If we ask WWJD and the most important truth we go home with is “when facing temptation we need to do what Jesus did—memorize and quote Scripture to the devil.” While that is certainly an application of the passage, it’s not the main point or purpose. In fact, that advice might actually be dangerous. Don’t get me wrong, memorizing Scripture is important in fighting sin (Psalm 119:11). But memorization is only a help, a tool, a discipline. It stores God’s Word in our heads and hearts so that when faced with temptation, we are prepared to fight sin’s deceitful pleasures with the superior promises of God. Memorization is the stream; faith is the fountain. Asking WWJD confuses the too.

However, when we ask WHJD we get so much more! What Jesus has done is enormous. He did what we and every other son of Adam could never do. His obedience paved the way for our obedience, not merely as an example but rather as our representative. His faithfulness to the Father lead him all the way through the wilderness and ultimately to the cross where he purchased our forgiveness, brought us to the Father, empowered us with his Spirit.

This works both on our best days and our worst days. On our worst days, when we are overcome by temptation, we can be free from fear: “we have an advocate with the Father, Jesus Christ the righteous” (1 John 2:1). Why? Because of what Jesus has done! On our best days, when we overcome temptation, we can be free from pride: “it is God who works in you, both to will and to work for his good pleasure” (Philippians 2:12). Why? Because of what Jesus has done!

So before you ask WWJD why don’t you first ask WHJD.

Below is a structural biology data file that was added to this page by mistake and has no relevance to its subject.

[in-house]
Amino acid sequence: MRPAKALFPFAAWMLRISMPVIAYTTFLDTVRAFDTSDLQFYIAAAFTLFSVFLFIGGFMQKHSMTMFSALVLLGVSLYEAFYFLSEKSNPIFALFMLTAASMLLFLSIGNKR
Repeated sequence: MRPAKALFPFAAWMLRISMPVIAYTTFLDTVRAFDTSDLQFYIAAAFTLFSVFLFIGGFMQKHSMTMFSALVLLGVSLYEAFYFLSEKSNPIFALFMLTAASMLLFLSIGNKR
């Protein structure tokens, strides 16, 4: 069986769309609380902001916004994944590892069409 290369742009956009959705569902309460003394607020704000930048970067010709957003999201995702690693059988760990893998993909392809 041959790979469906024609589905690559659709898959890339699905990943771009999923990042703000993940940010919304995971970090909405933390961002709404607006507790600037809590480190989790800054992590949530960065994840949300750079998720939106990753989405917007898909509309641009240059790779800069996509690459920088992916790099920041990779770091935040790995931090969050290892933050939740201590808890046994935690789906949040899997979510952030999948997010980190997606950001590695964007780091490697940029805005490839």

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6 responses to this post.

  1. […] WWJD or WHJD?! I posed this question to my church family, here. […]

    Reply

  2. Posted by corey on February 1, 2009 at 3:26 am

    excellent, Josh! it has occured to me that the biggest thing the church needs right now is the gospel. the bible has been reduced to a self help manual ala joel osteen. you are right on.

    Reply

  3. Thanks for dropping by, Corey–this is East Coast meets West Coast!

    You are absolutely right, our greatest need is the gospel. The way we do entertainment, recreation, money, exercise, work, sex, family, marriage must be done in line with gospel (cf. Galatians 2:14). I think we’re all guilty of reducing the Bible to a ‘self-help manual’. It’s easier that way. One doesn’t even have to be a Christian to ask WWJD! The danger is we can rightly (or wrongly) come up with a bunch of “this-is-what-Jesus-would-do” scenarios, do them, yet do them for all the wrong reasons (fear of man, pride, approval…).

    The Bible’s not a self-help book, it’s a divine-help book that only truly makes sense when we see and savor all that Christ has done for us. Then and only then can we move on to ask What Should I Do in light of all that Jesus Has Done?

    Reply

  4. Just wanted to let you know I’m using this in my sermon this weekend! Thanks man!

    Reply

  5. That’s really encouraging, Josh! Thanks for dropping by. Preach the Word. Preach the Word.

    Reply

  6. Posted by Reformed Gerry on March 9, 2011 at 2:53 pm

    I’d sooner wear a WWCSD (What Would Charlie Sheen Do?) bracelet than a WWJD one, cos at least it would honestly reflect the depraved direction of my proclivities than a trite piece of hyperhyperaspirational (you couldn’t have enough hypers before the aspiration to imitate Jesus perfectly!) “Jesus Junk” (like that one!) – and a WHJD bracelet on the other wrist just to remind me where my true righteousness lies. It’s the law/gospel distinction you see, that’s what we’ve lost… : (

    Reply